Pierce County Council announcement.
The Pierce County Council adopted the county’s nearly $3 billion biennial budget Tuesday, making critical investments to handle growth and establish a framework to build back stronger than before the pandemic.
“Over the last two years we responded quickly to the changing environment presented by the pandemic, promoting and supporting businesses through innovative programs like the Pierce County Restaurant Rally, a business accelerator focused on minority-owned businesses, and quickly passing through federal rent and mortgage assistance to keep residents housed,” said Pierce County Council Chair Derek Young.
“As we look to the next two years, we are focused on strategic investments in infrastructure, including $15 million for broadband expansion to underserved communities, while making sure we have supports in place to help people continue to navigate the uncertainty caused by the public health crisis.”
The adopted budget commits significant funding to improve access to affordable housing and tackle the growing homeless crisis. More than $200 million is earmarked for various programs and proposals over the next two years, making it the largest pledge to increase affordable housing options and homelessness support services in county history.
Some of the money will be used to more than double the amount of shelter space across the county, including no-barrier and low-barrier options, with a goal to help get people off the street.
Another first in the budget is targeted spending to address behavioral health needs through the newly adopted Behavioral Health and Therapeutic Courts sales tax. Over the biennium, nearly $27 million is available to expand behavioral health services. Included is the addition of a rapid response team composed of behavioral health professionals who will resolve non-criminal situations. Council also invested $650,000 in District Court to create another therapeutic court aimed at keeping people out of jail and offering support and accountability to help them find stability.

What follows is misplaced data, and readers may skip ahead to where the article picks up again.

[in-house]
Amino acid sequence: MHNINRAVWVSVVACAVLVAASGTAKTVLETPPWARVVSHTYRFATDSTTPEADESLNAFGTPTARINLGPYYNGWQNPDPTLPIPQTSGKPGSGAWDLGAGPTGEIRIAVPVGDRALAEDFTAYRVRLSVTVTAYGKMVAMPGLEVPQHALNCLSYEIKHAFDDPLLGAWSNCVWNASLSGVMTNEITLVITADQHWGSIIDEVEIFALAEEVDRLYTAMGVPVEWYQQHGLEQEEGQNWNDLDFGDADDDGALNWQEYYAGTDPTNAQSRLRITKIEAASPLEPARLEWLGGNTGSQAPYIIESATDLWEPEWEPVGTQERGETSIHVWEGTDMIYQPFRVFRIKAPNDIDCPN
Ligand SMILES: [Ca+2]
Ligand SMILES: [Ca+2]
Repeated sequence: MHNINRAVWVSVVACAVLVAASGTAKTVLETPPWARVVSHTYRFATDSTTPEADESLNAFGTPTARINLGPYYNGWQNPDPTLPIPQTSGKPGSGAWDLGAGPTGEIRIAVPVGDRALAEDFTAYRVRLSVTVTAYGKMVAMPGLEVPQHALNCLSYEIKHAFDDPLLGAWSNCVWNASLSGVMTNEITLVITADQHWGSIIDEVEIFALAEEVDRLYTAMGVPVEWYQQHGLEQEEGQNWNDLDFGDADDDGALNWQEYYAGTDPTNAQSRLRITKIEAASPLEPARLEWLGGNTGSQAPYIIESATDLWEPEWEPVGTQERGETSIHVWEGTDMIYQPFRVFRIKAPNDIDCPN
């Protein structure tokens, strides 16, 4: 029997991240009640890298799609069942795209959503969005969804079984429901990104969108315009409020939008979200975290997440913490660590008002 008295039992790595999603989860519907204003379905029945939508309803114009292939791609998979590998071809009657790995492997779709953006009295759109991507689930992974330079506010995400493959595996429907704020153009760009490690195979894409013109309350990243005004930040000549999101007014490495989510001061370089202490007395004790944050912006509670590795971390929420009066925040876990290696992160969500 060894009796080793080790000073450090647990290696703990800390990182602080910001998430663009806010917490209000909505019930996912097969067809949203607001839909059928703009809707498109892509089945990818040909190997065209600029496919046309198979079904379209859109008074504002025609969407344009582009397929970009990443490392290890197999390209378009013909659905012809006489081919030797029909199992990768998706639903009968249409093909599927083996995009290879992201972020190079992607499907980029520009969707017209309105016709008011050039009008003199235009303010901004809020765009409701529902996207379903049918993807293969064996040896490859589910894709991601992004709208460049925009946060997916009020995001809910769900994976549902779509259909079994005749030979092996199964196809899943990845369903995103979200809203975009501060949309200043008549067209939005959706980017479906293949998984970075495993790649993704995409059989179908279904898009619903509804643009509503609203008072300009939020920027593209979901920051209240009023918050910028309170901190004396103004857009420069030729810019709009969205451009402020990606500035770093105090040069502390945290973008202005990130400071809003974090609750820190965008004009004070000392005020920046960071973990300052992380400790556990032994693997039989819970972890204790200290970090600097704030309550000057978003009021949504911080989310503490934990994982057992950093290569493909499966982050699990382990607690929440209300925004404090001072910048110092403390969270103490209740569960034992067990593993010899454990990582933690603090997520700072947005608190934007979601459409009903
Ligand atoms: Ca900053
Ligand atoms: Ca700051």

Council increased funding for the Tacoma-Pierce County Health Department to adequately fund it at a level necessary to meet the public health needs of the community, including recovering from the pandemic.
To meet the county’s sustainability goals, Council funded the addition of two positions to focus on achievements and meeting benchmarks set by Council with adoption of the Sustainability 2030 Plan earlier this year. The goal is to reduce greenhouse gas emissions across county operations and the larger community by 2030.
With a focus on programs for children, Council included funding to Help Me Grow to allow it to expand its Family Connect program that offers voluntary nurse support to families with newborns during a baby’s first three months of life. Council also set aside $2.5 million to be used as seed money for a future endowment fund to benefit Pierce County youth.
The biennial budget takes effect Jan. 1, 2022 pending signature by the Executive.
Find the official budget document, Ordinance No. 2021-100s2, here (note the document will be updated after tonight with amendments approved at the Nov. 23, 2021 meeting).
dave van house says
you’d think there’s a wrong way and a right way to fix potholes…..you’d think they’d actually fix them……with that budget……sorry I bothered you Pierce.
I hope this will address some of the stated issues. All are important needs.
Pete Jacobson says
I hope the housing money isn’t going to the non-profits in the area. So far, they haven’t been all that good at handling the rental housing money pot for those at fault or about to default on their leases. How would they be any better at handling even more money for affordable housing in Pierce County?
Pierce County must build decent at cost or below cost (subsidized) homes for the residents that are truly invested in this county. I am tired of footing the bill for so many transient homeless and at risk that have not even lived in Pierce County for a few years or more.
That sounds a bit harsh to some but those people are not the lower middle class who have lived here for over a decade and are clinging on to any hope that we will be able to continue to do so here in the county. Housing is taking more than 72% of my single parent income each month. It’s not glamorous or giving me any hope for the future.